OTTAWA - Rick Hillier, one of the powerful figures at the epicentre of the prisoner torture storm, has a revealing quirk. Question what happened in Afghanistan under his command and the former chief of defence staff talks about what went so horribly wrong for Canada's military in Somalia 16 years ago. (SHAME!)

He did it this week responding to senior diplomat Richard Colvin's searing testimony about Canadian complicity in war crimes and a high-level federal cover-up. Hillier does it again in what will now be the most thumbed chapter in his best-selling book about rebuilding the military and battling bureaucrats.

His point is that the Afghanistan controversy now rocking Conservatives and the Somalia scandal that ripped Liberals aren't the same. (And shame on James Travers. The Liberals inherited the mess from the PCs. They handled it wrong, but I remember whose watch this fell under) In Afghanistan, Canadian troops are behaving professionally in testing situations. In Somalia, a few lost control, took trophy photos of a teenager they killed and plunged the Armed Forces into what Hillier calls "a decade of darkness."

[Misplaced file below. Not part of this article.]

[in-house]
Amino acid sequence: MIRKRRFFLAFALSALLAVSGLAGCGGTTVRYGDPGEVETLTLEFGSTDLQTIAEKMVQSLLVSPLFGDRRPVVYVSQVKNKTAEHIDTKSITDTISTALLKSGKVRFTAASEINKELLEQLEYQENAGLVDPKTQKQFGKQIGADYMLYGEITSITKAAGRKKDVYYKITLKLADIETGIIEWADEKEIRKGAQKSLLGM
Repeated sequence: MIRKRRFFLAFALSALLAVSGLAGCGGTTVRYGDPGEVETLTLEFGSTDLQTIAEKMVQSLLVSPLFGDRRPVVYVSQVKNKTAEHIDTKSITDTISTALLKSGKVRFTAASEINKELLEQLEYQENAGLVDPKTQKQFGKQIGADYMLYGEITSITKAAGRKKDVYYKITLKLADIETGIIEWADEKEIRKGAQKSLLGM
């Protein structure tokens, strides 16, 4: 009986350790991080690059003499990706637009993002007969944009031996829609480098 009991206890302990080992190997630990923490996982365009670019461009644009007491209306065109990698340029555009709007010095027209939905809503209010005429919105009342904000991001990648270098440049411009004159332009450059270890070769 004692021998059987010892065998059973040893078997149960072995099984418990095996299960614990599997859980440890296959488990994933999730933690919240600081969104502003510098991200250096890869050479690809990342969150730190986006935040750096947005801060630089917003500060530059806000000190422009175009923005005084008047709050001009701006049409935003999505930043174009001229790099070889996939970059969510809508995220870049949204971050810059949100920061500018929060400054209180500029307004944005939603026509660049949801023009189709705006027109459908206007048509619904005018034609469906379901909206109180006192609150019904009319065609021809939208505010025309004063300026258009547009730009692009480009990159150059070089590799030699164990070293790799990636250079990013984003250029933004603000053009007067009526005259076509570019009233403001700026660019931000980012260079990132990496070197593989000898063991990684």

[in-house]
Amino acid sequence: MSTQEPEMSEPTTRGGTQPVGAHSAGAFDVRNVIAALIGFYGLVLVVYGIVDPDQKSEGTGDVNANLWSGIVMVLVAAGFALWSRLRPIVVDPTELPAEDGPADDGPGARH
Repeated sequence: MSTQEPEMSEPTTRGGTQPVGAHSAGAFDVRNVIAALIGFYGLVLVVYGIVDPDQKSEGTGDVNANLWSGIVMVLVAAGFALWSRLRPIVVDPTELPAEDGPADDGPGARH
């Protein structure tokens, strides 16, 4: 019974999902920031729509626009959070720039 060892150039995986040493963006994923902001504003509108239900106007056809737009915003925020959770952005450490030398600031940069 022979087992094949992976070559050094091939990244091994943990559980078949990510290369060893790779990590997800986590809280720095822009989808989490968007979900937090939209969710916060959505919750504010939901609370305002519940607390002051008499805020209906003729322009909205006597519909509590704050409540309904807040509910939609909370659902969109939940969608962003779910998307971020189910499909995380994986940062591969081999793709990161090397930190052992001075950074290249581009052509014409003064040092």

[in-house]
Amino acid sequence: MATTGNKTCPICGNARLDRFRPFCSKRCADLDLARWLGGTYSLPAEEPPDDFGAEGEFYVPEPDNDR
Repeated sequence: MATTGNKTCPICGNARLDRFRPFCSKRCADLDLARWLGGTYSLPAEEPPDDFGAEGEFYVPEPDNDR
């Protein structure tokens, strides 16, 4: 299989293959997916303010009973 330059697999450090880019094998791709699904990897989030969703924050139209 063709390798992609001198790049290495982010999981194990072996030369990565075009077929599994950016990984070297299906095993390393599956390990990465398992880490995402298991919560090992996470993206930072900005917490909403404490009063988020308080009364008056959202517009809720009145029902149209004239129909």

For Hillier, there's pride in the differences (???????? How could you take pride in either????). For Stephen Harper, there's danger in the similarities.

In so many ways, what's unfolding now is the same old story. Distant events spiral out of control, secrecy silences truth and the messenger is humiliated, then shot.

Colvin is under furious gutter attack because what he first reported up the chain of command, and is now telling us all, is so explosive. It's this simple: If he is competent (if he is competent? What is wrong with your Mr. Travers?) – and Colvin's case is strengthened by the use of his intelligence in finally changing the way prisoners were handled and his subsequent promotion to Washington – politicians, bureaucrats and generals were derelict in their duty.

If the allegations are true, those accountable for the mission put self-interest ahead of national interest. In protecting themselves they exposed Canadian troops to war crimes risk and local retribution, smeared this country's human rights reputation and made nonsense of the argument that Canada's guiding Afghanistan purpose is to seed values, rights and justice.